• Learn more about Search Engine Optimization and blogging and how to manage my blog.


Our long-term goals 2014


I will do a yearly update on these goals so you know how we made out with them. You can also follow our monthly budget update to find out how we made out with some other short-term goals we’ve been working on.


  • Finish renovating the entire kitchen
  • Finish renovating the entire master bathroom
  • Save for a holiday
  • Start planning basement renovations (bathroom, bedroom, family room, laundry room, office, storage area.
  • Look at new ways to invest our money i.e. rental units
  • Continuing to educate ourselves on personal finance and investments
  • Continue to network with other like-minded people
  • Continue in my new career in hopes of it becoming long-term permanent


Our financial numbers


When budgeting anything is possible, we are proof of that although we still have a long way to go in our journey. These are our numbers and our goals, not a means of comparison towards your own goals to others target goals.

We don’t care how much money others make or if they have a high net worth or if it is lower than ours as it’s not a competition. I hope our experiences perhaps will help guide you along your financial path working towards debt freedom.


Different paths


Not everyone has the same path in life. Some of you may have had to start over like I did or go to school a second time and now have OSAP loans to pay back.

Others may have divorced, lost money in the stock market or other investments, suffered job loss, fell ill or was injured on the job etc. but you can’t let that stop you from achieving your financial goals.

Some of you may have been given trust funds, paid-for homes, paid educations or perks in life that give you a financial kick-start and that’s OK too. Remember what I said, “It’s not about how much money you make, it’s how you save it”.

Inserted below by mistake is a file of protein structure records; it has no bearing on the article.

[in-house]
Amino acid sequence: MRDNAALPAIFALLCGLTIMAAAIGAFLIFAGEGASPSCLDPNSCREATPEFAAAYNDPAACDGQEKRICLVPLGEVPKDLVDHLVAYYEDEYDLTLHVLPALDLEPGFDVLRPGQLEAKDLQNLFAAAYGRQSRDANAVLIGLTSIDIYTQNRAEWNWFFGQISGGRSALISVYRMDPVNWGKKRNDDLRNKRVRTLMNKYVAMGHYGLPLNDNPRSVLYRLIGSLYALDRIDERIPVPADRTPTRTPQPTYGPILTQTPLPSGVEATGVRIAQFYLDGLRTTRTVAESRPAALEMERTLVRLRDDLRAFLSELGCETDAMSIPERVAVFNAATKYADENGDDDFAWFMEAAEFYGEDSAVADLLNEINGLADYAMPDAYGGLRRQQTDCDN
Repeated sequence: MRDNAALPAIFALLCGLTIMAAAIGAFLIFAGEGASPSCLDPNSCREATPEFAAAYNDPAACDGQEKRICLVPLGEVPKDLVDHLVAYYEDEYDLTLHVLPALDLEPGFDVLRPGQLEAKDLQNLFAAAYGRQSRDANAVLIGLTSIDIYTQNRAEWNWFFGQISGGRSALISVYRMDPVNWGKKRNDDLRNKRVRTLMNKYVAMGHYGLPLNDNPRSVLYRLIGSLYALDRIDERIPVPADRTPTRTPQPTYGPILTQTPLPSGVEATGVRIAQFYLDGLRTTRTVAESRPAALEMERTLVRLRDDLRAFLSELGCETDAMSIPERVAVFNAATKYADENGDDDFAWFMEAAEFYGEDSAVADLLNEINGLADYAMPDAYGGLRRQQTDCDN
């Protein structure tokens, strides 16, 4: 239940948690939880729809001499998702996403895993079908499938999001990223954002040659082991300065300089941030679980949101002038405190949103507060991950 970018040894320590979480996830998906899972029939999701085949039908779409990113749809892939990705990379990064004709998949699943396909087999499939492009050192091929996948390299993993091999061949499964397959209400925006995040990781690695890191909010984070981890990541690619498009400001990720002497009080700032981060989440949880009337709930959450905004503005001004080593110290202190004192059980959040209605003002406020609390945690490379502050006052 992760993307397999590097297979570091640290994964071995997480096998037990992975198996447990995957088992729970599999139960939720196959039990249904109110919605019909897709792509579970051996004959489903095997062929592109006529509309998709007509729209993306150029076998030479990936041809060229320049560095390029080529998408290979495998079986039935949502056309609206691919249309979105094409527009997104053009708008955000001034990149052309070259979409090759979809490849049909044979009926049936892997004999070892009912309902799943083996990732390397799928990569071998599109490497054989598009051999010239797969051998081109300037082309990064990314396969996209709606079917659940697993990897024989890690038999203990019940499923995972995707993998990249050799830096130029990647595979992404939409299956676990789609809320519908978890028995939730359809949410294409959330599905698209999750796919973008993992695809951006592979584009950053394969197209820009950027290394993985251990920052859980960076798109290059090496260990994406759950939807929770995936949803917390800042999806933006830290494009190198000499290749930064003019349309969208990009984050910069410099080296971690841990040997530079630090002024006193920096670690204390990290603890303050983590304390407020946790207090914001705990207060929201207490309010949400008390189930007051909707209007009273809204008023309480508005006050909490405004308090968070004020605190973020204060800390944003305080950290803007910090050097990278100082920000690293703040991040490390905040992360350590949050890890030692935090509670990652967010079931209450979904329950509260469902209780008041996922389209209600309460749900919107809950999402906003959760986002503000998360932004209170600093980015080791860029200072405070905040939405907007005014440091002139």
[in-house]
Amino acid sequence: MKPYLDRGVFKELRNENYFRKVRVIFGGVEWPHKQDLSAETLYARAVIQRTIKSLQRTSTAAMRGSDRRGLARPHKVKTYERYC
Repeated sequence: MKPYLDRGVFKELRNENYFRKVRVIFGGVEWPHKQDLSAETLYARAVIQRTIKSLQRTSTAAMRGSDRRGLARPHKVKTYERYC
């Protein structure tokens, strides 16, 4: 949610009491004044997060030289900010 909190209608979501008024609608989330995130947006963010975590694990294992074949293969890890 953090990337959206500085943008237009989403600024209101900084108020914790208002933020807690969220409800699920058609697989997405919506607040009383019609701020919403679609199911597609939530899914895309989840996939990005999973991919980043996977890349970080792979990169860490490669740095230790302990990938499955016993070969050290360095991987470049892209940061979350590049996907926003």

Focus on you and don’t let the evil eye of money jealousy or keeping up with the Joneses cloud your vision. No one cares about your money as much as you do so don’t waste your energy trying.

The only reason people accumulate wealth is because they know how to save or invest it wisely even if they did inherit money or win the lottery. The smallest improvements should mean big strides in working towards reaching your goals.

Sometimes we have to fail in order to learn and we’ve all been there. Money can be an evil force for some people especially those who have a negative attitude towards their own financial situation.

I urge you to be optimistic and little by little with determination you too should see improvements, if you want that to happen.


Our net worth


We are always looking for ways how to increase our savings and by tracking our net worth these numbers below show us how well we are doing in terms of meeting our target numbers or what areas we should put a bit more focus in. You can check out our April 2014 monthly budget update to see where the money went in our budget to give you a bit more information.


Net worth for April 2014 payment plan


Net worth updates 2014


Below you can click the links to read past net worth updates to see if we were on target or if we struggled with some of our numbers.


Preceding 12 months April 2014

That’s all for this month’s Net Worth update but please check in at the beginning of June to see how we made out in May and what has happened to our finances since. I promise you that there is at least one surprise announcement coming your way… stay tuned! -Mr.CBB


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  1. Definitely one of life’s milestones, paying off a mortgage. Congratulations! Normally I should be mortgage free about this time however we rolled a very significant amount of consumer debt onto our mortgage with a 6 year payoff term. We’re two years into it. Some say not to include your home in your net worth. I track both ways! 😀